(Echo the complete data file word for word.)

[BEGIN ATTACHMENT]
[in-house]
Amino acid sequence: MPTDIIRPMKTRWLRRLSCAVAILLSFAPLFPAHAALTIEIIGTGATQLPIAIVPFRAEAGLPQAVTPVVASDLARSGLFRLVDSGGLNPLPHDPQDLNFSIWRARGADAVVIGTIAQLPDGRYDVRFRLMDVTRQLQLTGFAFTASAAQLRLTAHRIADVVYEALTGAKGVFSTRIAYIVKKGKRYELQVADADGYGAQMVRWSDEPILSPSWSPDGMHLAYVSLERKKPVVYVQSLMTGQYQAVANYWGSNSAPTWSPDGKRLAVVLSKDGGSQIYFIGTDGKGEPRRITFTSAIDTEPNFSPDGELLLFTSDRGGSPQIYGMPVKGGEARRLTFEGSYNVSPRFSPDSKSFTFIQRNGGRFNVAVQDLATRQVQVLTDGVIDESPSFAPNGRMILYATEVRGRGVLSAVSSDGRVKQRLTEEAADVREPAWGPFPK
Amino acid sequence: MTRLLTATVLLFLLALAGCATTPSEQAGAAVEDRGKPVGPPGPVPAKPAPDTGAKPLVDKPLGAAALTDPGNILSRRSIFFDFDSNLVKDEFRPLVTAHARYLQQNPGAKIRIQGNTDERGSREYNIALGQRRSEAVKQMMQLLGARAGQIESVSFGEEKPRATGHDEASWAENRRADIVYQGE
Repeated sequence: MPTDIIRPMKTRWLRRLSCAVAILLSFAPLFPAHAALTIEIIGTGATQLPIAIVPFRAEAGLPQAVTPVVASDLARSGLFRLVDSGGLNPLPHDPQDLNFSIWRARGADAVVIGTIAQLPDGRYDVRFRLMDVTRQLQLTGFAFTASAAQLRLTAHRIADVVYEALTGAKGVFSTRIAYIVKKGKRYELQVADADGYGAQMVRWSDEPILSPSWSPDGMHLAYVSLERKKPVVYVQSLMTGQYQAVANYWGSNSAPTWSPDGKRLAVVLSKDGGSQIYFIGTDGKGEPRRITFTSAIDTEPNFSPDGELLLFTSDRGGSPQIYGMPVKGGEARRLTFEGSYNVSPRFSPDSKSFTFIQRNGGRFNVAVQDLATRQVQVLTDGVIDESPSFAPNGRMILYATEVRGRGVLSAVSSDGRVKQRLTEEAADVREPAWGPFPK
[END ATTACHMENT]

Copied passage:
[in-house]
Amino acid sequence: MPTDIIRPMKTRWLRRLSCAVAILLSFAPLFPAHAALTIEIIGTGATQLPIAIVPFRAEAGLPQAVTPVVASDLARSGLFRLVDSGGLNPLPHDPQDLNFSIWRARGADAVVIGTIAQLPDGRYDVRFRLMDVTRQLQLTGFAFTASAAQLRLTAHRIADVVYEALTGAKGVFSTRIAYIVKKGKRYELQVADADGYGAQMVRWSDEPILSPSWSPDGMHLAYVSLERKKPVVYVQSLMTGQYQAVANYWGSNSAPTWSPDGKRLAVVLSKDGGSQIYFIGTDGKGEPRRITFTSAIDTEPNFSPDGELLLFTSDRGGSPQIYGMPVKGGEARRLTFEGSYNVSPRFSPDSKSFTFIQRNGGRFNVAVQDLATRQVQVLTDGVIDESPSFAPNGRMILYATEVRGRGVLSAVSSDGRVKQRLTEEAADVREPAWGPFPK
Amino acid sequence: MTRLLTATVLLFLLALAGCATTPSEQAGAAVEDRGKPVGPPGPVPAKPAPDTGAKPLVDKPLGAAALTDPGNILSRRSIFFDFDSNLVKDEFRPLVTAHARYLQQNPGAKIRIQGNTDERGSREYNIALGQRRSEAVKQMMQLLGARAGQIESVSFGEEKPRATGHDEASWAENRRADIVYQGE
Repeated sequence: MPTDIIRPMKTRWLRRLSCAVAILLSFAPLFPAHAALTIEIIGTGATQLPIAIVPFRAEAGLPQAVTPVVASDLARSGLFRLVDSGGLNPLPHDPQDLNFSIWRARGADAVVIGTIAQLPDGRYDVRFRLMDVTRQLQLTGFAFTASAAQLRLTAHRIADVVYEALTGAKGVFSTRIAYIVKKGKRYELQVADADGYGAQMVRWSDEPILSPSWSPDGMHLAYVSLERKKPVVYVQSLMTGQYQAVANYWGSNSAPTWSPDGKRLAVVLSKDGGSQIYFIGTDGKGEPRRITFTSAIDTEPNFSPDGELLLFTSDRGGSPQIYGMPVKGGEARRLTFEGSYNVSPRFSPDSKSFTFIQRNGGRFNVAVQDLATRQVQVLTDGVIDESPSFAPNGRMILYATEVRGRGVLSAVSSDGRVKQRLTEEAADVREPAWGPFPK